Benjamin and Joseph were the only children of Rachel, Jacob’s favourite.

Now Joseph, who undoubtedly loved his father, placed the ten brothers in his debt by giving them not only the grain they needed to live but also, unknown to them, by returning the money they had brought for payment.

Spoiler alert

We’ll hear on Sunday how he reveals himself to his brothers, and next week more of this story.

God’s plan for Israel

Through Joseph, God enables Jacob’s family to live in Egypt, thus leading to stories of Moses, the exodus and the journey to the promised land.

And us?

Joseph’s story seems quite convoluted. Perhaps God could have chosen a simpler way of bringing the children of Abraham, Isaac and Jacob to their own land.

For us too, it can be hard to see God’s hand in the events of our lives.

And yet, by faith, we can perceive God’s presence, if only “through a glass darkly”.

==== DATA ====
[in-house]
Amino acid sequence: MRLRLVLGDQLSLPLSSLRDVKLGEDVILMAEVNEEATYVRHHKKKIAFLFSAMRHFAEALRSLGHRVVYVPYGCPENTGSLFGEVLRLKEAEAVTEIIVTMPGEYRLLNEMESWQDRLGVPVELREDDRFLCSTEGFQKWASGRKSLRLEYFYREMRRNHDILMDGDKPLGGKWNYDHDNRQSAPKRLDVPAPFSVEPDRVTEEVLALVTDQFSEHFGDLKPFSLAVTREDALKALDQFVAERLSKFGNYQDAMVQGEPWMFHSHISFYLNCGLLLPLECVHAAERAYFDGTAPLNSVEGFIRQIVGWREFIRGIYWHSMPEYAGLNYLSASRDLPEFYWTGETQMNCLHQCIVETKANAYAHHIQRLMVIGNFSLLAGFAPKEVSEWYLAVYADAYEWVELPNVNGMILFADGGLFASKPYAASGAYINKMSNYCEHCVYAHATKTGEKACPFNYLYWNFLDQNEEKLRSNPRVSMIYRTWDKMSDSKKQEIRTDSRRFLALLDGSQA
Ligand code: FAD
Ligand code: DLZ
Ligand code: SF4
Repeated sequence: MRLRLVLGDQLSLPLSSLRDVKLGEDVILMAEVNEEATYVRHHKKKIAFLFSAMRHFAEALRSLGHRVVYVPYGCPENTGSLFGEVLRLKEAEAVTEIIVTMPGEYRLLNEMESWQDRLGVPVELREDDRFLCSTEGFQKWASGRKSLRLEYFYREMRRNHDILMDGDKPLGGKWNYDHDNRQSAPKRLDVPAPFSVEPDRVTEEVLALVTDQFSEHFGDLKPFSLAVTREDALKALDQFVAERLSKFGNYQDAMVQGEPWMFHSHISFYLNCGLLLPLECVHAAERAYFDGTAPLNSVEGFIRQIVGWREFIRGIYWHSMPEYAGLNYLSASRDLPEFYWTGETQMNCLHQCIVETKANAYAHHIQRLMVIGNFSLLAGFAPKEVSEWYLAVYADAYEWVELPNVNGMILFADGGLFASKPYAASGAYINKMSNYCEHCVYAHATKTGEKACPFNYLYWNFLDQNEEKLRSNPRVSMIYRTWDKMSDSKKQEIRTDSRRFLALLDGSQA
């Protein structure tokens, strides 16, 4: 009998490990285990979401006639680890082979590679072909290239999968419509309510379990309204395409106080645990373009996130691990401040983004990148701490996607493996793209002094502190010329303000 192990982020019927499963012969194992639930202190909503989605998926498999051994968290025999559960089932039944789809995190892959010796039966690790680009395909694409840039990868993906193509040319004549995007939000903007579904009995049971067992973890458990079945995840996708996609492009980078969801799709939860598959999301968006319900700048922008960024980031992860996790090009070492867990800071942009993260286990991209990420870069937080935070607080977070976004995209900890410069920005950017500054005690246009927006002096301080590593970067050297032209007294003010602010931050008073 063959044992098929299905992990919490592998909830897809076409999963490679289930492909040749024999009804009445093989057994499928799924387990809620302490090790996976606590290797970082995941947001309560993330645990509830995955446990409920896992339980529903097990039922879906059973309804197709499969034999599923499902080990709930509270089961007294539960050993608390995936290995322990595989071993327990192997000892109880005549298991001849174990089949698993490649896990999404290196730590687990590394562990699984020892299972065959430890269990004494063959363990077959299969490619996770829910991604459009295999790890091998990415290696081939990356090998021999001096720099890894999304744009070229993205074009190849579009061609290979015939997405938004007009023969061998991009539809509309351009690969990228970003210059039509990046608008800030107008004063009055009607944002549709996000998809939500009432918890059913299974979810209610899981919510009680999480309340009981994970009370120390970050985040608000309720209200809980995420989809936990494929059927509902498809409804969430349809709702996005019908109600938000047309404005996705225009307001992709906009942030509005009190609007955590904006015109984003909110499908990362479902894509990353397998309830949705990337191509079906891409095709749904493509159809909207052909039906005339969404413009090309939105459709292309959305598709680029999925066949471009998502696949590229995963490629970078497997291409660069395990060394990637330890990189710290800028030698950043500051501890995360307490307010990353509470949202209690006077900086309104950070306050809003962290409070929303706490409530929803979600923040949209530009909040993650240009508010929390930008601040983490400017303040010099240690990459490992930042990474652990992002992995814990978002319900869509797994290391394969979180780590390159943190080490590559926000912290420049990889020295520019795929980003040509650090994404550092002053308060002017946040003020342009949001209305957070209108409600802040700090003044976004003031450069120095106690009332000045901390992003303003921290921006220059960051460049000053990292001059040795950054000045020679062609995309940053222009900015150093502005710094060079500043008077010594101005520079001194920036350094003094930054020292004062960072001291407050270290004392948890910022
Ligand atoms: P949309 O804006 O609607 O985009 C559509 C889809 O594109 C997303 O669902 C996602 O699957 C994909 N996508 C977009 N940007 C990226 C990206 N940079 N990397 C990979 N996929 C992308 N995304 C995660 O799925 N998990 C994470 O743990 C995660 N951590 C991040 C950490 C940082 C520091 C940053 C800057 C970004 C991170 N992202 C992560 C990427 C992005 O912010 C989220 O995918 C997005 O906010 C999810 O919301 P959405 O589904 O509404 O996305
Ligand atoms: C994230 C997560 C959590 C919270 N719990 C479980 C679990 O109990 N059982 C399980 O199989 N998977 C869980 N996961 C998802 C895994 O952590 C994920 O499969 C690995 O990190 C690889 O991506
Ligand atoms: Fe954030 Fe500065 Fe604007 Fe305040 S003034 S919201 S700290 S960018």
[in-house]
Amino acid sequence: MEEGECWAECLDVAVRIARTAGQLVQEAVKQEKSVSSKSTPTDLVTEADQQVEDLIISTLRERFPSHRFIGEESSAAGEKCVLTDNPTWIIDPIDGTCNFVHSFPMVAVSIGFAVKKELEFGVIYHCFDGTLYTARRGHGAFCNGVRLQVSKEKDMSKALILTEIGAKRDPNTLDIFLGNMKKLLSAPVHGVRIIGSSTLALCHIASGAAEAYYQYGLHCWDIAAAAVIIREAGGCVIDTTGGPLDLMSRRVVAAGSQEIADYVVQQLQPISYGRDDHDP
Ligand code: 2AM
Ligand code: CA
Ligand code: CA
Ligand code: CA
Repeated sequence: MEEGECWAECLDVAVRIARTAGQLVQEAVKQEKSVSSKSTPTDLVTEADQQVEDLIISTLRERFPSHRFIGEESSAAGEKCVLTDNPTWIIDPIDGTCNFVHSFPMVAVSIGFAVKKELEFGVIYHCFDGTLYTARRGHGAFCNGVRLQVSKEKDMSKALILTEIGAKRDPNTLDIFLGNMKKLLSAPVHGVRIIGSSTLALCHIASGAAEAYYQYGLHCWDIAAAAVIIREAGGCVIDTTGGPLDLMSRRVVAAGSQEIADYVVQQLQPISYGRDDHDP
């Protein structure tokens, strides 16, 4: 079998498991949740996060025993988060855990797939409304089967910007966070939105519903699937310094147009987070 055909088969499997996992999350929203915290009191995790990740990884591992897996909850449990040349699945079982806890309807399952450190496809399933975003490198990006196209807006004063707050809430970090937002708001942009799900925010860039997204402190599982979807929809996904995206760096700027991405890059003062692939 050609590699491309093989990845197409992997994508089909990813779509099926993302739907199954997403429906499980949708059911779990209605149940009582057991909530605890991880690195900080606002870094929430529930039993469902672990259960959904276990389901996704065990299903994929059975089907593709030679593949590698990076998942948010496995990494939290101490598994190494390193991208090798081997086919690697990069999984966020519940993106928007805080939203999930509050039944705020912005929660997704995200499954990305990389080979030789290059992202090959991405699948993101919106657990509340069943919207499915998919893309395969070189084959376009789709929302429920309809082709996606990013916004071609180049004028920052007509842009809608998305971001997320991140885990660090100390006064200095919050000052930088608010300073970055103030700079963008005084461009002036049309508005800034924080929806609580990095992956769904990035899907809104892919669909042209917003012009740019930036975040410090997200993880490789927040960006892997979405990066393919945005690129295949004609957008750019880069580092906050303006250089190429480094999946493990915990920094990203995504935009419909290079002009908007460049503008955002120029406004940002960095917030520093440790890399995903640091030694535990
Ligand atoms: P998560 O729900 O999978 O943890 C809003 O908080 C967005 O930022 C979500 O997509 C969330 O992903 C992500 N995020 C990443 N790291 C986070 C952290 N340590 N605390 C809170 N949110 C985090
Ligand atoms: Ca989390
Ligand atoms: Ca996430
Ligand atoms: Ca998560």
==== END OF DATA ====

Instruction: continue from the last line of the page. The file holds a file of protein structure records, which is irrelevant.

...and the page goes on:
Prayer Suggestions

We pray for those who represent their countries to others
that they may be straightforward and honest in their dealings.

We remember before God today
all who have need of our prayers,
especially those we find it hard to get on with.

In communion with Mary, the mother of Jesus,
and all the saints,
we pray for our communities of faith,
and those who are unable to go to church;
we pray for all of us praying at home today.

a moment of silence

For us all.

Music for reflection *

The Lord’s Prayer

We can say the Lord’s Prayer in any language or version we choose.
Here it is, in English, Latin and French.

Our Father in heaven,
hallowed be your name.
Your Kingdom come,
your will be done,
on earth as in heaven.
Give us today our daily bread.
Forgive us our sins,
as we forgive those
who sin against us.
Lead us not into temptation,
but deliver us from evil.

For the kingdom,
the power and the glory are yours.
Now and for ever. Amen.

Pater noster, qui es in cælis;
sanctificatur nomen tuum:
adveniat regnum tuum;
fiat voluntas tua,
sicut in cælo, et in terra.
Panem nostrum cotidianum da nobis hodie:
et dimitte nobis debita nostra,
sicut et nos dimittimus debitoribus nostris:
et ne nos inducas in tentationem:
sed libera nos a malo.

Quia tuum est regnum,
et potestas, et gloria, in saecula.

Notre Père qui es aux cieux,